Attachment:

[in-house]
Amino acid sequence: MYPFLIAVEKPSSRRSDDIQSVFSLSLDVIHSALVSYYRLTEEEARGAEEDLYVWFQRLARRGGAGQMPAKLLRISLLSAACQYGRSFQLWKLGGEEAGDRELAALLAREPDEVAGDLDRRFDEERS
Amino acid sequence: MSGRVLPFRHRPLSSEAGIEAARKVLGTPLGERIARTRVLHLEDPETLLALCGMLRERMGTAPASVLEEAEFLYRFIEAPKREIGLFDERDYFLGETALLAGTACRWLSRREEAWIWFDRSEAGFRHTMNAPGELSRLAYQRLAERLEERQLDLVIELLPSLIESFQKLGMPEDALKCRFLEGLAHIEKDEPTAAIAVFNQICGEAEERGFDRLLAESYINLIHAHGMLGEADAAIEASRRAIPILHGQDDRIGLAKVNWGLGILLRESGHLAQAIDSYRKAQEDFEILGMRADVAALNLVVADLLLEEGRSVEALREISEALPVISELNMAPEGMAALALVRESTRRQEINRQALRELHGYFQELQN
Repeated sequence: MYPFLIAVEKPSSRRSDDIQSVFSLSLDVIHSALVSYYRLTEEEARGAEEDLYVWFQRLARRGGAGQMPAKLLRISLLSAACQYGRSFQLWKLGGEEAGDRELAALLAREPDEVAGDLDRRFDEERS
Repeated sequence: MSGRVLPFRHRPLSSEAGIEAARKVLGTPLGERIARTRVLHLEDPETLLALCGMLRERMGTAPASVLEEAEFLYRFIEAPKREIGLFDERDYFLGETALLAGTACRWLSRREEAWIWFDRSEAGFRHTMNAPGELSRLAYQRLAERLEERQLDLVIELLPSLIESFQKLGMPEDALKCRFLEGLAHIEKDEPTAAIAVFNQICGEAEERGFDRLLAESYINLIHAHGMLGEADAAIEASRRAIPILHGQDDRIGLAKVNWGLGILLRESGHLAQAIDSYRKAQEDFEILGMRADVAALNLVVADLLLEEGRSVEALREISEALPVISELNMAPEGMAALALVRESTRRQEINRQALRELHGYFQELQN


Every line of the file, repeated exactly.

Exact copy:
[in-house]
Amino acid sequence: MYPFLIAVEKPSSRRSDDIQSVFSLSLDVIHSALVSYYRLTEEEARGAEEDLYVWFQRLARRGGAGQMPAKLLRISLLSAACQYGRSFQLWKLGGEEAGDRELAALLAREPDEVAGDLDRRFDEERS
Amino acid sequence: MSGRVLPFRHRPLSSEAGIEAARKVLGTPLGERIARTRVLHLEDPETLLALCGMLRERMGTAPASVLEEAEFLYRFIEAPKREIGLFDERDYFLGETALLAGTACRWLSRREEAWIWFDRSEAGFRHTMNAPGELSRLAYQRLAERLEERQLDLVIELLPSLIESFQKLGMPEDALKCRFLEGLAHIEKDEPTAAIAVFNQICGEAEERGFDRLLAESYINLIHAHGMLGEADAAIEASRRAIPILHGQDDRIGLAKVNWGLGILLRESGHLAQAIDSYRKAQEDFEILGMRADVAALNLVVADLLLEEGRSVEALREISEALPVISELNMAPEGMAALALVRESTRRQEINRQALRELHGYFQELQN
Repeated sequence: MYPFLIAVEKPSSRRSDDIQSVFSLSLDVIHSALVSYYRLTEEEARGAEEDLYVWFQRLARRGGAGQMPAKLLRISLLSAACQYGRSFQLWKLGGEEAGDRELAALLAREPDEVAGDLDRRFDEERS
Repeated sequence: MSGRVLPFRHRPLSSEAGIEAARKVLGTPLGERIARTRVLHLEDPETLLALCGMLRERMGTAPASVLEEAEFLYRFIEAPKREIGLFDERDYFLGETALLAGTACRWLSRREEAWIWFDRSEAGFRHTMNAPGELSRLAYQRLAERLEERQLDLVIELLPSLIESFQKLGMPEDALKCRFLEGLAHIEKDEPTAAIAVFNQICGEAEERGFDRLLAESYINLIHAHGMLGEADAAIEASRRAIPILHGQDDRIGLAKVNWGLGILLRESGHLAQAIDSYRKAQEDFEILGMRADVAALNLVVADLLLEEGRSVEALREISEALPVISELNMAPEGMAALALVRESTRRQEINRQALRELHGYFQELQN